A Cautionary Tale about Delaying

“Delays can be dangerous”: My mother said that a lot when I was growing up. Usually while she dove across the dinner table to snag the last piece of pie. (If you ever share a meal with me, don’t worry—I have left that Darwinian dinner table etiquette behind.)

Caution: Could this be you?

My client, an experienced executive, was new to her organization and soon ran smack into the Great Resignation. She needed to introduce herself to her people, humanize herself, let them know that she listens (subtext: maybe you’ve lost trust in the company, but you can trust me).

She agreed to let me write a series of short, biweekly emails with a mix of stories about why she’s passionate about the work, a profile of someone on the team who’s done something extraordinary, and a few bits of business advice/book recommendations.

She agreed to the project in December, but it took six weeks to schedule our first meeting. I wrote the first email in January—she loved it! But she never SENT it. By mid-March, she pulled the plug on the project.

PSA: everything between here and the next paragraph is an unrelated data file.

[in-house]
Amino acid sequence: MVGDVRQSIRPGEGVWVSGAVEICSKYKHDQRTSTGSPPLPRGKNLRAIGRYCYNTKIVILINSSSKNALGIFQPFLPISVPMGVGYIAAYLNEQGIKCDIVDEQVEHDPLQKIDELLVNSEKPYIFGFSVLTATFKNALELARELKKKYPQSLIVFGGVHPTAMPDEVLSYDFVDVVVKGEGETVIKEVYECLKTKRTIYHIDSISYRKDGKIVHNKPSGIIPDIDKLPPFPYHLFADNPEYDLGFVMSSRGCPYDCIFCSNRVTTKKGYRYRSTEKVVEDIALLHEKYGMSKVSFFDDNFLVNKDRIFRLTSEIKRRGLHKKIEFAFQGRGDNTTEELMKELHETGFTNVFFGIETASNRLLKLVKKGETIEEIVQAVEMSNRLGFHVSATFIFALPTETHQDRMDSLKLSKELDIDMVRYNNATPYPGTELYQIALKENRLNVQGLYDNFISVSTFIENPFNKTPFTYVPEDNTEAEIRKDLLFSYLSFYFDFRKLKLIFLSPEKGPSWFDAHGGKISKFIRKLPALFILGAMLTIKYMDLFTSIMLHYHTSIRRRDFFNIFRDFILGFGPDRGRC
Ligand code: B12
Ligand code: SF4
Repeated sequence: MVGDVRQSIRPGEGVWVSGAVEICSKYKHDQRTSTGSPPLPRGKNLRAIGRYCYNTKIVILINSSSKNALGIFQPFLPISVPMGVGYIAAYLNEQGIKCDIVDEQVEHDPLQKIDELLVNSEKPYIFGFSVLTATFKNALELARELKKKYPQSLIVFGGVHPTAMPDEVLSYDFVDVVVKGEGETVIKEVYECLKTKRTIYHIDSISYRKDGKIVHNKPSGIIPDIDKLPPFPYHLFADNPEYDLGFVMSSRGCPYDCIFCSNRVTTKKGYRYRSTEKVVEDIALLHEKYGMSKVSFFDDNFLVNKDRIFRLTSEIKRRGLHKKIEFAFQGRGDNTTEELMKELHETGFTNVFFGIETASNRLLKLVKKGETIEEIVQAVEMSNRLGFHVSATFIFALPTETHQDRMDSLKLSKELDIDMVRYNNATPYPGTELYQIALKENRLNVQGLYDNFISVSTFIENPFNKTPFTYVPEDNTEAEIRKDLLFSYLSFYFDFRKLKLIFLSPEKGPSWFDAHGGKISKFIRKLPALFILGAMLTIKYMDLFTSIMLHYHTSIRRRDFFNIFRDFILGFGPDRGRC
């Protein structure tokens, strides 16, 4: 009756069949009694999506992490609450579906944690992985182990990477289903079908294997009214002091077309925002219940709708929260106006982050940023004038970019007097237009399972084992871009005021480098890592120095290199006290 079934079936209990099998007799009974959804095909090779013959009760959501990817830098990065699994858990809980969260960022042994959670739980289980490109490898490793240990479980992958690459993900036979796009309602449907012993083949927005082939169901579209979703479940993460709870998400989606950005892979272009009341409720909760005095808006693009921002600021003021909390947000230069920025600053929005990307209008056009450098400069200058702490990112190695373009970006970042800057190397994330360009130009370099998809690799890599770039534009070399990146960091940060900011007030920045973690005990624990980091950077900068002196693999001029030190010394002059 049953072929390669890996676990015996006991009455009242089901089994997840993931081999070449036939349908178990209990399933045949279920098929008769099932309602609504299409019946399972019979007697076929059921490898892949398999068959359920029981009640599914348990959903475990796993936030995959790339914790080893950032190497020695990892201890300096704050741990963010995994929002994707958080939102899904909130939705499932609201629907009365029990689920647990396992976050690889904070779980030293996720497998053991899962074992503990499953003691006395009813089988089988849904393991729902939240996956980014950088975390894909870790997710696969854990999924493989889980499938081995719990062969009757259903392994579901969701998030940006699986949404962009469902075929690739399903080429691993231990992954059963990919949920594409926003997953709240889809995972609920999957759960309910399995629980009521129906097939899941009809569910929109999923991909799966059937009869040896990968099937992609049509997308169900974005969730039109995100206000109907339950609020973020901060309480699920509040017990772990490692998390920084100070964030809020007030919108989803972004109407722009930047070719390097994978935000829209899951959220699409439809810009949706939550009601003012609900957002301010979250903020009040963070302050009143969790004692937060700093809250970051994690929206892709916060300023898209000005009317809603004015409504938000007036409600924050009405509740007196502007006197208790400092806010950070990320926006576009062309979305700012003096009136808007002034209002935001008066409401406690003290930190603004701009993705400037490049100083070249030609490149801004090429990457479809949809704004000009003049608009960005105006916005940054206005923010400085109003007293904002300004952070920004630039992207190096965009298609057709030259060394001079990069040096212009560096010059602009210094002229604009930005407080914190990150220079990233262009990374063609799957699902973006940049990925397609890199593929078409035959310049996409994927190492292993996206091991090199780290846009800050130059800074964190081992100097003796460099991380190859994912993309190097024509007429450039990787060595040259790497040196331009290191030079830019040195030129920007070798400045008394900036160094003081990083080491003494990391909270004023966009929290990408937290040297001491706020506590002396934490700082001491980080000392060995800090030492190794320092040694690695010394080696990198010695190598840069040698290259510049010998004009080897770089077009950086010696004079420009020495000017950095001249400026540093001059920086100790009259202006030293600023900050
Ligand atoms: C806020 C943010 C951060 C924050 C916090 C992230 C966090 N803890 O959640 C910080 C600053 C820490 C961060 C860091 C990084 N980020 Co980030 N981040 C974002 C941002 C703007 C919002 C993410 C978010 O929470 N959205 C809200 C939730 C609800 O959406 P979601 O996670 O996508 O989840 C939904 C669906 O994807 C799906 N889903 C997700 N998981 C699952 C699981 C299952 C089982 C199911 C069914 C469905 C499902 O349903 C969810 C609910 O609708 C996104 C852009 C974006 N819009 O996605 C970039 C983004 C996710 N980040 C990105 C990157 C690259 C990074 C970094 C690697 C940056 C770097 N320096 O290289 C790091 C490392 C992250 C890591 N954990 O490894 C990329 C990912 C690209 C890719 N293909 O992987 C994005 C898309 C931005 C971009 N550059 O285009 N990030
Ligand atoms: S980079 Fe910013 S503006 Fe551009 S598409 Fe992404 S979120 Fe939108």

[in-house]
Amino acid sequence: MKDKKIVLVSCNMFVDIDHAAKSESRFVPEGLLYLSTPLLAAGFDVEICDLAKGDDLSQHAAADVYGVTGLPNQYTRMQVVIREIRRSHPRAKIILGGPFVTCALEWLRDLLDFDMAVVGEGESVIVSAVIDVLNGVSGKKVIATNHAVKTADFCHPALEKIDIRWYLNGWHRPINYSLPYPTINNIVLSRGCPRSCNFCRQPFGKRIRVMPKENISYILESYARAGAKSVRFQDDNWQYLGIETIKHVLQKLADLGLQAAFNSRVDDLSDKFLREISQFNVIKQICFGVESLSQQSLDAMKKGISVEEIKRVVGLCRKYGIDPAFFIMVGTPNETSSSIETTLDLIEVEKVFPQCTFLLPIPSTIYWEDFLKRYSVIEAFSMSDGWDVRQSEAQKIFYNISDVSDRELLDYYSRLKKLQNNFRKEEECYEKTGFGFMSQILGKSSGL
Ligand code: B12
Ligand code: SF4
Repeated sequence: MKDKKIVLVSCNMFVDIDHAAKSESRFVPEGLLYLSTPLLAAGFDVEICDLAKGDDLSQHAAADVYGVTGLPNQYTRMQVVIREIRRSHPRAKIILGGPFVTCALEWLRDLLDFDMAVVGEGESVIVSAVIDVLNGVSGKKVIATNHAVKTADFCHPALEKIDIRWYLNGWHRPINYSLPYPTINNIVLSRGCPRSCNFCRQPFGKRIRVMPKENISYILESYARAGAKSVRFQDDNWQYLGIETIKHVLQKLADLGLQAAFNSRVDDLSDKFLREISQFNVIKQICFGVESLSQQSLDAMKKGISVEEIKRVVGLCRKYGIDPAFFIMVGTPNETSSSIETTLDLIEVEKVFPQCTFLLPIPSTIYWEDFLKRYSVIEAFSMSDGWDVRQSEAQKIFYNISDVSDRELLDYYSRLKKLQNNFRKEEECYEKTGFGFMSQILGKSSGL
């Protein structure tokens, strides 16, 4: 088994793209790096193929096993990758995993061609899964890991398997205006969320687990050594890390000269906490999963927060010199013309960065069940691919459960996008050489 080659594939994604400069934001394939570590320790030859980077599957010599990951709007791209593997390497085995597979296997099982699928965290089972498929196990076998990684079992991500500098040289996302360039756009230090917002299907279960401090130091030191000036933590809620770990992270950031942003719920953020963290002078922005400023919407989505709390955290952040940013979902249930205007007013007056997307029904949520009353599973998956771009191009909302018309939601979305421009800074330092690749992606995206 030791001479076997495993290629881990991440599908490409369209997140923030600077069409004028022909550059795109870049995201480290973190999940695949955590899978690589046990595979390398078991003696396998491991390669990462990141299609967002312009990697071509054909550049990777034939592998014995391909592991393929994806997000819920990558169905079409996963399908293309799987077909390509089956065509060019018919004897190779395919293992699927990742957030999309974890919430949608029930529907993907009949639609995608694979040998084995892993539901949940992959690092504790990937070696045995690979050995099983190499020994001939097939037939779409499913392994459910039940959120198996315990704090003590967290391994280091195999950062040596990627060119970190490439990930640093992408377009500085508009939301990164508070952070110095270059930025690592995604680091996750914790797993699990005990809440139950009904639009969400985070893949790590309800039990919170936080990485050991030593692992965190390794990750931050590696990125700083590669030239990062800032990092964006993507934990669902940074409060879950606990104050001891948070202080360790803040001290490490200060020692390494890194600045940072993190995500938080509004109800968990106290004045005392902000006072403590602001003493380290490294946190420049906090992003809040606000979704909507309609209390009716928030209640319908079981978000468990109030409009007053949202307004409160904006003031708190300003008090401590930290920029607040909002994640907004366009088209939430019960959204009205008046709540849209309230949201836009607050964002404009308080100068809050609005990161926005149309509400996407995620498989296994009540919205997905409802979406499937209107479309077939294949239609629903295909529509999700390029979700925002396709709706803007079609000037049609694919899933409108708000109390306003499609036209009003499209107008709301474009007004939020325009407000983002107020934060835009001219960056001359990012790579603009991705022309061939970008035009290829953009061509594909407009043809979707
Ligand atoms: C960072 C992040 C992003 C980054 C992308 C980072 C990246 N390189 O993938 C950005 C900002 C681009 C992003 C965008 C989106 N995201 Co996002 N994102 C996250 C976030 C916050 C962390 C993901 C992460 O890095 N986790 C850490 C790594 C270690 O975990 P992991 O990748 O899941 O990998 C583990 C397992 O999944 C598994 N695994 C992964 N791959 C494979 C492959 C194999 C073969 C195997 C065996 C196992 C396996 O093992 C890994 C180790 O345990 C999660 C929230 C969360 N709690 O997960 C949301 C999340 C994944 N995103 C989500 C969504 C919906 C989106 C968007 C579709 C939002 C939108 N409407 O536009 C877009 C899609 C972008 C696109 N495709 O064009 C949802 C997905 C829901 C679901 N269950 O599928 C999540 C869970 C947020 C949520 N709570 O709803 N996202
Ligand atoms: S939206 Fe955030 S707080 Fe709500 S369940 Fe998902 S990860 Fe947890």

Why? “Too much employee turnover.”

If she’d jumped on the project with enthusiasm back in December, she would have half a dozen or so newsletters out in the world, Half a dozen chances to connect with wavering employees. Instead, she did nothing and the problem intensified.

Moral: Even the best-written words can’t help you if no one reads them.

How are you handling the Great Resignation? Does my {former} client’s situation make you wince?

Delays can be dangerous, indeed. And expensive. Be confident in your communications. And if you want to make sure you’re sending the right message—let’s talk.

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